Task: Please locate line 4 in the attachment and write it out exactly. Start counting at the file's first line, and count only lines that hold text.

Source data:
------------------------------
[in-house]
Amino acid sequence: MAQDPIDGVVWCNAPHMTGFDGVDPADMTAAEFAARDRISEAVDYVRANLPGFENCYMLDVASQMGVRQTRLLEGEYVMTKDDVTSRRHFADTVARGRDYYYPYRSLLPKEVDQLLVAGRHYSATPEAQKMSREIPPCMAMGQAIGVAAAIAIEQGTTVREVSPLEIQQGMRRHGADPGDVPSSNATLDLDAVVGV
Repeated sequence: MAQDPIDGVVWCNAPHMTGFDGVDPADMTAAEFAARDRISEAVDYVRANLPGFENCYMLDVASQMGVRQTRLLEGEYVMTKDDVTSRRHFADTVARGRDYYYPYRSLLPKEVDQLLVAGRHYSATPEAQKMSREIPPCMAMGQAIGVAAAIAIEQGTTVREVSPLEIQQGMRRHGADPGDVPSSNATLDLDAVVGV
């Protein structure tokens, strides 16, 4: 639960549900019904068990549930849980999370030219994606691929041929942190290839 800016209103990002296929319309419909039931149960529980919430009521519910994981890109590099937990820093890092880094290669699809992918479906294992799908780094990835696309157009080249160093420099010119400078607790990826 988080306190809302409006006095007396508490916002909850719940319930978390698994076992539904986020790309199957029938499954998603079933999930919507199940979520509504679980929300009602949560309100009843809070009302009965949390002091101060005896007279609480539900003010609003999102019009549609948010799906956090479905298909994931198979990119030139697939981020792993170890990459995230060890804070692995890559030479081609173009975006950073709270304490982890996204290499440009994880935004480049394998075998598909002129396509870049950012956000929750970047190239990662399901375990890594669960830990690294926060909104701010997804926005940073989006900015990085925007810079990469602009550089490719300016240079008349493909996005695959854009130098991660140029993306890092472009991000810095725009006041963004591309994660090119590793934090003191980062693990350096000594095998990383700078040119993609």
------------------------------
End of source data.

């Protein structure tokens, strides 16, 4: 639960549900019904068990549930849980999370030219994606691929041929942190290839 800016209103990002296929319309419909039931149960529980919430009521519910994981890109590099937990820093890092880094290669699809992918479906294992799908780094990835696309157009080249160093420099010119400078607790990826 988080306190809302409006006095007396508490916002909850719940319930978390698994076992539904986020790309199957029938499954998603079933999930919507199940979520509504679980929300009602949560309100009843809070009302009965949390002091101060005896007279609480539900003010609003999102019009549609948010799906956090479905298909994931198979990119030139697939981020792993170890990459995230060890804070692995890559030479081609173009975006950073709270304490982890996204290499440009994880935004480049394998075998598909002129396509870049950012956000929750970047190239990662399901375990890594669960830990690294926060909104701010997804926005940073989006900015990085925007810079990469602009550089490719300016240079008349493909996005695959854009130098991660140029993306890092472009991000810095725009006041963004591309994660090119590793934090003191980062693990350096000594095998990383700078040119993609």